The fact is that we all have to live together. If we want things to get done and be functional, there are certain ideologies that people need to let go of so we can work together to get things done. 

I’ve learned a lot about compromise. I’ve learned to be bold, make friends, reach out, and speak my mind, but speak it in ways that don’t alienate people. I’ve learned that I can do things that I didn’t think I could do before. 

QWhat do you think are some of the key parts of getting involved?

Start little. You don’t have to do everything. Go volunteer for someone’s committee. They’re easy and that’s where stuff gets done—committees and the people on them go out and get stuff done. 

Meet people, exchange business cards, learn their names, and get to know them on a personal level. Make friends, be kind, and build your network. Working on committees has led to new opportunities and friendships. 

For example, my involvement and subsequent connections have led to clinical rotation opportunities for our students and guest lecturers that have come into the program. 

Just start small. Look around and ask what do you have an interest in and what time commitment do you have.

I would rather have 100 PAs give me one hour than one PA give me 100 hours. In the UAPA, I can find something to do for anyone who wants to get involved. When you volunteer, you get to have relationships, and with relationships, you get to have influence.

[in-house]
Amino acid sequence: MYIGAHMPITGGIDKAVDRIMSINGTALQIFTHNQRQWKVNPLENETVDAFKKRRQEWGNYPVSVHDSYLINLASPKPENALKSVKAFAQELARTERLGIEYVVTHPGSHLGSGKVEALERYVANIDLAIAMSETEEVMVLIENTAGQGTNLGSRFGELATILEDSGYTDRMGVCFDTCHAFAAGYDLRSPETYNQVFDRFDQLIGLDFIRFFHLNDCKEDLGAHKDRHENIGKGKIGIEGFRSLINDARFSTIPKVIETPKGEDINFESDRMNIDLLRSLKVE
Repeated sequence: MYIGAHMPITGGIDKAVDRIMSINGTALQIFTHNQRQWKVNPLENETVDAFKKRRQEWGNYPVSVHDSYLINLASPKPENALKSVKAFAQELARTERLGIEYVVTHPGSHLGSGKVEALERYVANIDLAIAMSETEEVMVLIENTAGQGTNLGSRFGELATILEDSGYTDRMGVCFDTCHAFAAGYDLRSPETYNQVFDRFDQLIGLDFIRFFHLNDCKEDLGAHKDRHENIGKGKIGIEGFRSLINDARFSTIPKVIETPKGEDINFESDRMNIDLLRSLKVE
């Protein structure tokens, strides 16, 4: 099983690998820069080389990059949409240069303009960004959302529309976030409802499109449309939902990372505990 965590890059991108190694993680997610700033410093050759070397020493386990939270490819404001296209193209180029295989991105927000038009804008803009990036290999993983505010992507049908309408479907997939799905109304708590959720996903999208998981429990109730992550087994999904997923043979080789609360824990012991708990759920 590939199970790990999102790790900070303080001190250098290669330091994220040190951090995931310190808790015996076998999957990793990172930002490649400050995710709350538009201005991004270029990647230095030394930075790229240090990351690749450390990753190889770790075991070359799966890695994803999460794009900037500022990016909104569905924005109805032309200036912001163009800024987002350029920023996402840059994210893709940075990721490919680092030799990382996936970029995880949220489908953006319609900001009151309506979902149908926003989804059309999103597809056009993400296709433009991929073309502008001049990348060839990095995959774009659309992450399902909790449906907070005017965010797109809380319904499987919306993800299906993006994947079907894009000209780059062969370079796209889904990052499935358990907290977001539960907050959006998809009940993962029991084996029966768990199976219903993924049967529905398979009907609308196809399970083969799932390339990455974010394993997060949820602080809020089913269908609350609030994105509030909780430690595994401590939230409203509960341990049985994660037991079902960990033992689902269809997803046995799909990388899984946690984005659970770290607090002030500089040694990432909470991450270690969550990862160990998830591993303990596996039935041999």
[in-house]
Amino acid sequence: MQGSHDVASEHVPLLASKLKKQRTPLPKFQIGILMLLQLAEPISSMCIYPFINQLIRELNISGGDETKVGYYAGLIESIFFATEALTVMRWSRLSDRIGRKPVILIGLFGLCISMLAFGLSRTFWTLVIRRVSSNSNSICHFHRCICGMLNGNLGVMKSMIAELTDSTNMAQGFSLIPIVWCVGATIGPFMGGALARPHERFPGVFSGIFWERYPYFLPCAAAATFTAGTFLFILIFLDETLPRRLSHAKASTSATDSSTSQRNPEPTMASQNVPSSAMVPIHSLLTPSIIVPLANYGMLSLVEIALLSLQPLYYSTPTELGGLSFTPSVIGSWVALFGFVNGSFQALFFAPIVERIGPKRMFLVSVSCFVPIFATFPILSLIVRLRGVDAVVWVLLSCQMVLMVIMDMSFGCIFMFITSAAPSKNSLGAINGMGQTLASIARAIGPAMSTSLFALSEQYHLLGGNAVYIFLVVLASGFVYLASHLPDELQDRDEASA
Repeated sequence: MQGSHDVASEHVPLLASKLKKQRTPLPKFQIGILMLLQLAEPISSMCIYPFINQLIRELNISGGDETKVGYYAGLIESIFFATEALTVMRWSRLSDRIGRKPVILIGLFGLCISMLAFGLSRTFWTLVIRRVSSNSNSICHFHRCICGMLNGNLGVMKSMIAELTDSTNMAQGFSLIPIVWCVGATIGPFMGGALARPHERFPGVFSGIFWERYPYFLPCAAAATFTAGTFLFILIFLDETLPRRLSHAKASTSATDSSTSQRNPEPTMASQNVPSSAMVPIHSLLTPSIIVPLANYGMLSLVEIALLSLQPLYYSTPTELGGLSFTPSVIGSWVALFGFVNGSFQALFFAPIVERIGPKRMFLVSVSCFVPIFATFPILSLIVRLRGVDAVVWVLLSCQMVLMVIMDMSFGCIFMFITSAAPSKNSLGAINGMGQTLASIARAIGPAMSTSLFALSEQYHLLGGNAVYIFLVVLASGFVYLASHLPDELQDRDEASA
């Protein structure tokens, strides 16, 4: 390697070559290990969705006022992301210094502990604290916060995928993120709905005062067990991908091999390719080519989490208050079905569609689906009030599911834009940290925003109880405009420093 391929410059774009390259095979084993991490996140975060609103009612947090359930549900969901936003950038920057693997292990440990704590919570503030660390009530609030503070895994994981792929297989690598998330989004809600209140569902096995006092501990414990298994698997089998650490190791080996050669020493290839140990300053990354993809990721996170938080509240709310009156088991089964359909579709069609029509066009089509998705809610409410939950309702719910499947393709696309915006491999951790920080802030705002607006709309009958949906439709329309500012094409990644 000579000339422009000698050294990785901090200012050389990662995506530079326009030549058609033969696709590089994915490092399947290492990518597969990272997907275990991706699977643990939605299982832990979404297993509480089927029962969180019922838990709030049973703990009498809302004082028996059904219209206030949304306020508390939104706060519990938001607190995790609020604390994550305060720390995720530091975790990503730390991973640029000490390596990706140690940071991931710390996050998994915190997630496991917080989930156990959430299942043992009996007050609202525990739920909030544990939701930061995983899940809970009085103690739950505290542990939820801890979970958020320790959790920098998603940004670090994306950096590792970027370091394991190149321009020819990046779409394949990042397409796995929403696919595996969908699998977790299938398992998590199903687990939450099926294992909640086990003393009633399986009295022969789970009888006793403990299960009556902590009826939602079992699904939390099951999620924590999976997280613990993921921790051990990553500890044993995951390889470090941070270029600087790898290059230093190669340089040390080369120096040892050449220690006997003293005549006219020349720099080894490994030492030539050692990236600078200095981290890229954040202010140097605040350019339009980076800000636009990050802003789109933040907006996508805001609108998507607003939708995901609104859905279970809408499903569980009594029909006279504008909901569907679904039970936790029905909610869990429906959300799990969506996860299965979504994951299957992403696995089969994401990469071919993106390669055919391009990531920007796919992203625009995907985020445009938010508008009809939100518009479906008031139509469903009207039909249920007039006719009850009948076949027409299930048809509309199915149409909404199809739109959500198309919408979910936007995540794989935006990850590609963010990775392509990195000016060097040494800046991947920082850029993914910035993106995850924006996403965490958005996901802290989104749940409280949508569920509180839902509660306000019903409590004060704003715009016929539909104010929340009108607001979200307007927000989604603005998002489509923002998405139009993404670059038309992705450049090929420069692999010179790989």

People think to be involved in that world it has to be big—it doesn’t. We had one person at UAPA who kept apologizing for not being able to do much, but that person who serves as secretary used to be a transcriptionist—so what she’s doing is so helpful and so enough! Everyone in the organization has a skill that helps. 

These opportunities reveal strengths and develop new ones. I think it can be beneficial especially for newer professionials who maybe don’t plan on staying at their same job forever. When you have a resume that shows you to be the multidimensional person that you are, it helps you stand out as you progress through your career professionally.

QWhat are some benefits to being involved for those who don’t think they can?

Sometimes organizations just want a PA who sees patients. And you want to make sure they’re productive and growing the company. But not all growth of a company comes in the form of dollars coming through the door. Some of the things we’ve been working on have been related to influencing the policies and laws that govern the PA profession, and that creates opportunities that didn’t exist before, like patient access and subsequent revenue.